Eiji Fukushima1 and Akira Goto1
1Metals and Ceramics Laboratory, Research and Development Center, Tokyo-shibaura Electric Co., Ltd., Kawasaki
Observations on the changes in microstructures and electrical resistivities with the serrations, and other morphological observations on the serrations were made to make clear the type, the mechanism and the characteristics of the serrations that were observed in various metals and alloys at cryogenic temperatures. Conclusions obtained are as follows:
(1) Serrations observed at cryogenic temperatures are classified morphologically into three types: (a) one accompanying martensitic transformation, (b) one accompanying deformation twinning, and (c) one accompanying coarse slip.
(2) Serrations with martensitic transformation are observed, for instance, in 18-8 stainless steel. In this case, martensitic transformation plays an important role in load drops at the serrations.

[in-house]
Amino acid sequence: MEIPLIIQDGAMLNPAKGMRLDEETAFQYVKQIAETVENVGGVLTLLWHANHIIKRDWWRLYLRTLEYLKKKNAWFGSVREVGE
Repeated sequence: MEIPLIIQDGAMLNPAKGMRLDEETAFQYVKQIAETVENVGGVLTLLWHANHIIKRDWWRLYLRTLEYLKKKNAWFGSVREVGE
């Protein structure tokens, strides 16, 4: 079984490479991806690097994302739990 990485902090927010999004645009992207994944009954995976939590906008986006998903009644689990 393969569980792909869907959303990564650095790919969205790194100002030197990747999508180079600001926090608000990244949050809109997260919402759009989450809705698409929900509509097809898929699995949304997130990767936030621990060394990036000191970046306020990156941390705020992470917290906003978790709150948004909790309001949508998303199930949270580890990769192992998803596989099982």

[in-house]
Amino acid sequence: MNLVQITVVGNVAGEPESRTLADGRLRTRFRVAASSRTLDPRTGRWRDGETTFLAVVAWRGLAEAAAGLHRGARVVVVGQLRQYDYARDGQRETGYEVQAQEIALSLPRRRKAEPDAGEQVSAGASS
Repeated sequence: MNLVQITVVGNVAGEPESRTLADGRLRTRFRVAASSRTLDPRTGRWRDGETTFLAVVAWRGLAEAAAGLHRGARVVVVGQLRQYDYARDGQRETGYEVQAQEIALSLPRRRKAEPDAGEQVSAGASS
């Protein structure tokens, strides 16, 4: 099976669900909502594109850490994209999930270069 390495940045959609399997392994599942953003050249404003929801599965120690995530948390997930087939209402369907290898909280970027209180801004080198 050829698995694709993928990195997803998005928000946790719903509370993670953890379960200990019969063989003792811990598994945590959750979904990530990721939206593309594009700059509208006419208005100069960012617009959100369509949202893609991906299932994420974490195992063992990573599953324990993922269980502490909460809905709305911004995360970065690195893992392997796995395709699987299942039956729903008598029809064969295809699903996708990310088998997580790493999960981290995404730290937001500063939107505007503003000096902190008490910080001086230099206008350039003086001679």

(3) Serrations with deformation twinning are observed, for instance, in copper and titanium. In these cases, about 1×105∼8×106 of twins are formed locally with a serration.
(4) Serrations with coarse slips are observed for instance, in aluminum and duralumin. In these cases, serrations occur as a result of slip in the regions of comparatively small strain-hardening rate. They are regarded as the repetition of Johnston-type yielding.
(5) Serrations observed in aluminum and duralumin are considered to be caused instantaneously by large deformations occurring near the places where dislocations are by chance released from short-range obstacles, on which dislocations are apt to be locked at cryogenic temperatures because of the going down of thermal fluctuation.
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